Birmingham, AL, United States | Member Since 2002
I think I would have enjoyed this book a bit more if I had once been a 12-year old boy. Stephen King's obsession with bodily fluids (which I can generally tolerate in most other Stephen King books despite the fact that it is ever-present) was particularly noticeable in this book. Again - if I had once been a 12-year old boy, those references (and maybe even Stephen King's obsession with bodily fluids) would probably go unnoticed. Not one of my favorites by King.
It's funny how books come to you sometimes. I haven't read a John Grisham novel in 20 years (The Chamber) but then Leonard Maltin recommended on his new movie podcast that I re-watch A Time to Kill. I did, and ended up ordering Sycamore Row as the credits rolled. So, of course, it was Matthew McConaughey as Jake Brigance in my mind's eye as I read this sequel. This was a good story, and reading a Grisham novel after all those years was like slipping on a warm and fluffy pair of slippers. I'm now practicing law so I truly enjoyed the primer on wills and estates and the old and new characters were engaging. I didn't know for certain how this one would all work itself out, but it ultimately did so in a satisfying way. I can't remember if all Grisham novels are as packed with legal procedure and explanations as this one is but I suspect that might be why some readers found this novel to be a bit slow and/or boring. Not so for me. I recommend that you re-watch A Time to Kill to catch up on the original Jake Brigance story which is referenced a number of times in this new one, and then settle in for another good - but not too taxing - Grisham tale ripped from the legal headlines.
This was my least favorite book this year - thank goodness it was a short one. There were only about 75 or so pages in which I found myself a bit captivated by the story, but I did not care for the first half of the book, nor did I like the last quarter of the book.
Here are my reasons why: 1) every important character in this book was self-absorbed, self-loathing, and a "victim"; 2) the number of bodily fluids described in joyous detail during the first half of the book caused me to physically grimace as I read and their mention was unnecessary; 3) the characters were cliches; 4) the author did too much telling (instead of just showing) as if she didn't trust the reader to "get it" or understand without her injection of information; 5) the plot was preposterous and completely unbelievable; and 6) the protagonist was so overly dramatic and unlikeable and, given what she was going through, I don't think I was supposed to laugh out loud at her dilemmas.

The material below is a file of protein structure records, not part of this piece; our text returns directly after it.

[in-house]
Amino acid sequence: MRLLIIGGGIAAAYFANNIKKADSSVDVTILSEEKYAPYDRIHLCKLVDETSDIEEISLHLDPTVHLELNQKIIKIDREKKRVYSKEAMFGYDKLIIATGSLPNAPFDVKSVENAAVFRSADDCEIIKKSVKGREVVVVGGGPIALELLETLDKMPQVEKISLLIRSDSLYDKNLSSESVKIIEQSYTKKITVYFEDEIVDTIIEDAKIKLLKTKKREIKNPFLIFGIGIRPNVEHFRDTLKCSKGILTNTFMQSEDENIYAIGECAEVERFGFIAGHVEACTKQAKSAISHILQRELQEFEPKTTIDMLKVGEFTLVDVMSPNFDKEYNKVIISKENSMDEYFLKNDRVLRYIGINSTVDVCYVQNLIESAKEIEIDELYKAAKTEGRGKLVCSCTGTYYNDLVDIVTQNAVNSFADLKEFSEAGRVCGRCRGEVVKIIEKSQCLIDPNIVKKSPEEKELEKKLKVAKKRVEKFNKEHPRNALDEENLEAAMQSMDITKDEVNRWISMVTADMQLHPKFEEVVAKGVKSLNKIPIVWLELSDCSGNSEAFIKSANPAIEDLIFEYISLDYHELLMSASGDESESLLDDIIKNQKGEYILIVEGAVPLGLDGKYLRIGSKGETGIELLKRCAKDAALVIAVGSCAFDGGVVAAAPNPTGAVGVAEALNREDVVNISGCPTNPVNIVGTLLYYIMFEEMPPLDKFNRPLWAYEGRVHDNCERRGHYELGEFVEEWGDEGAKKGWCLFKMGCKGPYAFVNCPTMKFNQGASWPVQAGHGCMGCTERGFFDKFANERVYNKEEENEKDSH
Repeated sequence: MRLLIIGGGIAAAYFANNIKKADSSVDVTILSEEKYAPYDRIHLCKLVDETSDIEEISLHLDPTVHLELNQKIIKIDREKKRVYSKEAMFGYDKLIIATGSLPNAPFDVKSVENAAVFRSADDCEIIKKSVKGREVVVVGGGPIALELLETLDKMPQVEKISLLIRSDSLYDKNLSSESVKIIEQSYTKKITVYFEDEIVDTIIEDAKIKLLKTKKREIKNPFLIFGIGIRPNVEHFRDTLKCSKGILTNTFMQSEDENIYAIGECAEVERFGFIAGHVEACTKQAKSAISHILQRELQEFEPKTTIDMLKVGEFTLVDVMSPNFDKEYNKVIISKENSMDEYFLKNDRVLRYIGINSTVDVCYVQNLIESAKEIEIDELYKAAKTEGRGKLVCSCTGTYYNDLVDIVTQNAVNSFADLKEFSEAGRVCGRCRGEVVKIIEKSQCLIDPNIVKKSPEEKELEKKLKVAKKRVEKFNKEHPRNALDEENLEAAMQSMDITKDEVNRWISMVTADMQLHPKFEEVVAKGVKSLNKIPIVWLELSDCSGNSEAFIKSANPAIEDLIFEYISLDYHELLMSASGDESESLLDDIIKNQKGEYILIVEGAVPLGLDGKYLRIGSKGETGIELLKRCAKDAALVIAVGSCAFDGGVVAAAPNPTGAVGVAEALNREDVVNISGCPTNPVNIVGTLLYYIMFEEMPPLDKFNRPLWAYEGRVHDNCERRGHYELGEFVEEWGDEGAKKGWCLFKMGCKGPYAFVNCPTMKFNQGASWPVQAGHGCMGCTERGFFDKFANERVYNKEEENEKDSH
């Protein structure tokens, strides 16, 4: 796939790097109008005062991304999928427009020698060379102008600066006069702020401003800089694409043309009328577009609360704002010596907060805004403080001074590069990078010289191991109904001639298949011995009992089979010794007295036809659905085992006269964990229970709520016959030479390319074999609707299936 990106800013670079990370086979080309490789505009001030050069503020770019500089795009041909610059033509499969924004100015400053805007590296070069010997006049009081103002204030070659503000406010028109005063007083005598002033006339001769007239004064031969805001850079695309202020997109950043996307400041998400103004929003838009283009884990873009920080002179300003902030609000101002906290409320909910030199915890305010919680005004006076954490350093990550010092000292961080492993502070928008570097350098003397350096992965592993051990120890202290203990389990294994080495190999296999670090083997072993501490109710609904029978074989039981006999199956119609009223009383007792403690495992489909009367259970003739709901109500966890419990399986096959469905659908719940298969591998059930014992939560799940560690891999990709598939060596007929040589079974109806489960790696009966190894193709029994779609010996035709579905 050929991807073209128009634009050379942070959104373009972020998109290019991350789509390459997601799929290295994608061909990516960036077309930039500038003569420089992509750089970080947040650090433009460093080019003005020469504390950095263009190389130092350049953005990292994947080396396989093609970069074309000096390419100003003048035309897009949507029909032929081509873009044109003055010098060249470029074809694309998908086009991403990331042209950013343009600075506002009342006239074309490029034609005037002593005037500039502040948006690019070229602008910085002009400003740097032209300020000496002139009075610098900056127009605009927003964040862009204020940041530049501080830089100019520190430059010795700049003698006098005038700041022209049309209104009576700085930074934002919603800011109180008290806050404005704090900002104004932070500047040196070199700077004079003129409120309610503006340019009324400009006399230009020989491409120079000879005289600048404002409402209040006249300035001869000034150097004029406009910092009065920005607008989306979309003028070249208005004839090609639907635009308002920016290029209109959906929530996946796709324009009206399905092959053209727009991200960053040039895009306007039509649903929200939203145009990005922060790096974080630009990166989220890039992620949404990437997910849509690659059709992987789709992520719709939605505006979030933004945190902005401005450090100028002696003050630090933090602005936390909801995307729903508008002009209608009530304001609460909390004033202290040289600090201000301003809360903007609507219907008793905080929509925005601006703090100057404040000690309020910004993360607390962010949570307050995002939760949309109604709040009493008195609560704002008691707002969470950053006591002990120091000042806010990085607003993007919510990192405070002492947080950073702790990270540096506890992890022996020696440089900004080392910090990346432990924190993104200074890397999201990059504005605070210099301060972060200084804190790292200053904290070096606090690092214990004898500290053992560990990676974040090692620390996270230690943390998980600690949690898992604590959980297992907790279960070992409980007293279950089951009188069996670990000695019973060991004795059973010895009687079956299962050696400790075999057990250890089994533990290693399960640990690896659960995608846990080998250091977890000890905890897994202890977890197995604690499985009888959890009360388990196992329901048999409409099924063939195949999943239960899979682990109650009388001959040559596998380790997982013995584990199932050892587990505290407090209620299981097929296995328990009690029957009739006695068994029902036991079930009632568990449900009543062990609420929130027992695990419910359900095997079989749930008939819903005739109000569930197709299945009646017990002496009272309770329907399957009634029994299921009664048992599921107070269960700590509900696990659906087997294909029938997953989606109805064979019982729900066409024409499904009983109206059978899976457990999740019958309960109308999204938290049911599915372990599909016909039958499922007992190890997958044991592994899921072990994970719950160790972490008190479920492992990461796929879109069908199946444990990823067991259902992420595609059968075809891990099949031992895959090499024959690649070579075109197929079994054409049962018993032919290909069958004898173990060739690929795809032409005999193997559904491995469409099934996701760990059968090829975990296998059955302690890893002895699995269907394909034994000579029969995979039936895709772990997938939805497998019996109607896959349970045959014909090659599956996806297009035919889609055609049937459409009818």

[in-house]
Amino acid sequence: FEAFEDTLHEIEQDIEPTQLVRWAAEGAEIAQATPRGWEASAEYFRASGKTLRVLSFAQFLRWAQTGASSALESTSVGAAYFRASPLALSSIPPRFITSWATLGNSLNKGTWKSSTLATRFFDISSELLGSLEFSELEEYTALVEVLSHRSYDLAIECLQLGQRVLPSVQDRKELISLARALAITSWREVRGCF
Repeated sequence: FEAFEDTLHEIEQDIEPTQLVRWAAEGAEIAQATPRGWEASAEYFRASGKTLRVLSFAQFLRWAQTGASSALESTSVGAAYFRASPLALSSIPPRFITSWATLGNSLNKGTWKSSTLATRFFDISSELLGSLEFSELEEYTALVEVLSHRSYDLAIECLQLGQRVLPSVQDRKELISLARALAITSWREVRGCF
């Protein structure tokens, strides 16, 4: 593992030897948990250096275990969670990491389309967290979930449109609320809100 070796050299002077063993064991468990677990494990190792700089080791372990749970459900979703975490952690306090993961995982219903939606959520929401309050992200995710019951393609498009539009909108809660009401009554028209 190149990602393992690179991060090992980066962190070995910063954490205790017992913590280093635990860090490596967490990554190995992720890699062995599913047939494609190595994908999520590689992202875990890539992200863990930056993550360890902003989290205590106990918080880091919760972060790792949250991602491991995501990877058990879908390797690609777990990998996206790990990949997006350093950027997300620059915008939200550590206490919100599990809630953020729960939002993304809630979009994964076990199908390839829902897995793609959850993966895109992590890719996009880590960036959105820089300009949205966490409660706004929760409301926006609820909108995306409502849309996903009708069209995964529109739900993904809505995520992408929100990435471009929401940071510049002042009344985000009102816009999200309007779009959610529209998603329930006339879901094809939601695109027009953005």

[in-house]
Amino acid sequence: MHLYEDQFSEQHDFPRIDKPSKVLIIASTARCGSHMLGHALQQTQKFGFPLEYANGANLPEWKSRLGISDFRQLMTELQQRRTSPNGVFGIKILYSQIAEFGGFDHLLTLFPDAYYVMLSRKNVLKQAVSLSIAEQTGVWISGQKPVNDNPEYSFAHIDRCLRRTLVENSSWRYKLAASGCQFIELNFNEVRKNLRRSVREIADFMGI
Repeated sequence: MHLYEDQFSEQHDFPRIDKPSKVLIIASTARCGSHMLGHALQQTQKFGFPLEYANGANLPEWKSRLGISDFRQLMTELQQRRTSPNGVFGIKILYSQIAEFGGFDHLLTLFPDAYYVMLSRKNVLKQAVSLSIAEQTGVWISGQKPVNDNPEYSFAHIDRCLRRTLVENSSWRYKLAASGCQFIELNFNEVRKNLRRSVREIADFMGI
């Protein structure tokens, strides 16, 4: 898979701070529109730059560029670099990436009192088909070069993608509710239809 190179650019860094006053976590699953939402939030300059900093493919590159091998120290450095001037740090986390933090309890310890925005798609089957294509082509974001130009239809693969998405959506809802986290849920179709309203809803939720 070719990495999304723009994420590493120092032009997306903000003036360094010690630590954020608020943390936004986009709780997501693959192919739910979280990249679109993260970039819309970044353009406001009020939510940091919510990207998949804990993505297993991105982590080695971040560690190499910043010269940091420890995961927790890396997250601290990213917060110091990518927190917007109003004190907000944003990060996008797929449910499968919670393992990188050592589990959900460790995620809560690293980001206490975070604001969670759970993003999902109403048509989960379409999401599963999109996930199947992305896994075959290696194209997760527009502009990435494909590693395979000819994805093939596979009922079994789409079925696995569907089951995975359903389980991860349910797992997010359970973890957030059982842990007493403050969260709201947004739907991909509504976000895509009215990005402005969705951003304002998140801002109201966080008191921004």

Not many who read this book disliked the New York Times Bestseller as much as I did, but there were a few. One of those recommended Room by Emma Donoghue which I bought since finishing this book. The book that stood out for me as a worthy alternative was My Story by Elizabeth Smart. The abductor in Elizabeth's memoir is just as sick and creepy and the circumstances of her abduction are preposterous and unbelievable (but actually true); however, it is her grace following the abduction that truly separates Elizabeth Smart from the protagonist in this novel.
This is exactly what I want from an award-winning novel! I was hooked immediately by the author's authentic southern voice and the way she expertly molded and shaped the four Price girls and their mother. The Poisonwood Bible was my kind of Southern Gothic fiction, but instead of being set in the American South, it was set in the Belgian Congo. If you decide to take this journey into Africa, expect Southern Baptist evangelism gone wrong, ignorant racism, the devolution of European colonialism, ex-patriot survival to the extreme, and the unmistakable bonds between siblings. Some readers were turned off by the apparently heavy-handed political tone of the book, but I was intrigued by the history of the Congo and the struggles of its people before and after Belgian occupation (and the impact of all on whites living in the country). There are images from this book that I will likely never lose - like a green mamba snake camouflaged in a tree and the distinctive light blue color of the inside of its mouth.
This was my first Diane Chamberlain book but was just OK for me. I was drawn to the book because it was set in the 1960s in North Carolina (southern fiction is one of my favorite genres) and involved the controversial Eugenics Board of North Carolina. I agree with others that the book was easy to read and moved along at a good clip, but I struggled to connect with the characters and the plausibility of the story. I know that the Eugenics Board existed - in fact North Carolina is just now in the process of making compensation payments to victims of its forced sterilization program. I also know now (after doing some research post-reading) that North Carolina was the only state that allowed social workers to designate people for sterilization. Hence, I can see why Ms. Chamberlain, as a former social worker, was drawn to writing this untold story. I just felt there was some character development lacking. Instead, I walked away from this book better educated by the crazy world around us (which is a good thing) but not necessarily emotionally touched. I hope to try another Diane Chamberlain novel in the future.
Some readers have described this book as light Australian chick lit perfect for the beach. I read my fair share of chick lit beach reads but I would NOT place Liane Moriarty's The Husband's Secret in that category. This book is much more substantial than that description. Instead, expect to be challenged by this read. The first challenge is to keep straight the many (seemingly) unrelated characters that you will be introduced to in the first few chapters. The next challenge will unfold as the book progresses. The author let's you in to the thoughts and feelings of these characters as each faces and tackles some pretty daunting life obstacles. Your challenge is to refrain (if you can) on passing judgment too soon. Would you feel the same way given the same obstacle? Would you take the same action? This book is definitely a great beach read but don't expect to just sit on the sidelines, sipping a fruity drink. You will be mentally engaged in the story whether you like it or not. Expect this one to be made into a movie!